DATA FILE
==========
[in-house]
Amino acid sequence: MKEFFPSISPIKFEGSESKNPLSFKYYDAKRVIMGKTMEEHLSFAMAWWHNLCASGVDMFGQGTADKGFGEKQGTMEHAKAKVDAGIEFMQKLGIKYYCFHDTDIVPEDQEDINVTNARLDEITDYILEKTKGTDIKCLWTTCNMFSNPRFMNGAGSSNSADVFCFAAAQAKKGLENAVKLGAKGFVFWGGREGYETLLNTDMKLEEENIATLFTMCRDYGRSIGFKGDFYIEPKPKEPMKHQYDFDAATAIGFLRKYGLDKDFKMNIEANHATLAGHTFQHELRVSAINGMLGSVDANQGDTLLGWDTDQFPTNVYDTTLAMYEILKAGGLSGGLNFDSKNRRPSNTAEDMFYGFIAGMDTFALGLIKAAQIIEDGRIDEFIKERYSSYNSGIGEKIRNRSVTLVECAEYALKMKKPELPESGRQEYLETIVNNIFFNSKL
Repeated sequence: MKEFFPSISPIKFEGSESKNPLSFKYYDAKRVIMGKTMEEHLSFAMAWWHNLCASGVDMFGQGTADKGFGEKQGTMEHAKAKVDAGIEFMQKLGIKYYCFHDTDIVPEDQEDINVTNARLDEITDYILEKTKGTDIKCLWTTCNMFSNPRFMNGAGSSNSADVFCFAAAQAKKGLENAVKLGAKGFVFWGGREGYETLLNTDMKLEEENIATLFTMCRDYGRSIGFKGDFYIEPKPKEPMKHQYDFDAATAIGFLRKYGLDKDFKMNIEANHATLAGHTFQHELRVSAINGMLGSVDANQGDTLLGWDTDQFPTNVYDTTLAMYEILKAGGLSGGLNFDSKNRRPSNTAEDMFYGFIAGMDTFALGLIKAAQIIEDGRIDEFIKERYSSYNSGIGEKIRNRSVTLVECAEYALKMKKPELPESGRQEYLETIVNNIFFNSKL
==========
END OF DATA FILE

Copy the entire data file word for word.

[in-house]
Amino acid sequence: MKEFFPSISPIKFEGSESKNPLSFKYYDAKRVIMGKTMEEHLSFAMAWWHNLCASGVDMFGQGTADKGFGEKQGTMEHAKAKVDAGIEFMQKLGIKYYCFHDTDIVPEDQEDINVTNARLDEITDYILEKTKGTDIKCLWTTCNMFSNPRFMNGAGSSNSADVFCFAAAQAKKGLENAVKLGAKGFVFWGGREGYETLLNTDMKLEEENIATLFTMCRDYGRSIGFKGDFYIEPKPKEPMKHQYDFDAATAIGFLRKYGLDKDFKMNIEANHATLAGHTFQHELRVSAINGMLGSVDANQGDTLLGWDTDQFPTNVYDTTLAMYEILKAGGLSGGLNFDSKNRRPSNTAEDMFYGFIAGMDTFALGLIKAAQIIEDGRIDEFIKERYSSYNSGIGEKIRNRSVTLVECAEYALKMKKPELPESGRQEYLETIVNNIFFNSKL
Repeated sequence: MKEFFPSISPIKFEGSESKNPLSFKYYDAKRVIMGKTMEEHLSFAMAWWHNLCASGVDMFGQGTADKGFGEKQGTMEHAKAKVDAGIEFMQKLGIKYYCFHDTDIVPEDQEDINVTNARLDEITDYILEKTKGTDIKCLWTTCNMFSNPRFMNGAGSSNSADVFCFAAAQAKKGLENAVKLGAKGFVFWGGREGYETLLNTDMKLEEENIATLFTMCRDYGRSIGFKGDFYIEPKPKEPMKHQYDFDAATAIGFLRKYGLDKDFKMNIEANHATLAGHTFQHELRVSAINGMLGSVDANQGDTLLGWDTDQFPTNVYDTTLAMYEILKAGGLSGGLNFDSKNRRPSNTAEDMFYGFIAGMDTFALGLIKAAQIIEDGRIDEFIKERYSSYNSGIGEKIRNRSVTLVECAEYALKMKKPELPESGRQEYLETIVNNIFFNSKL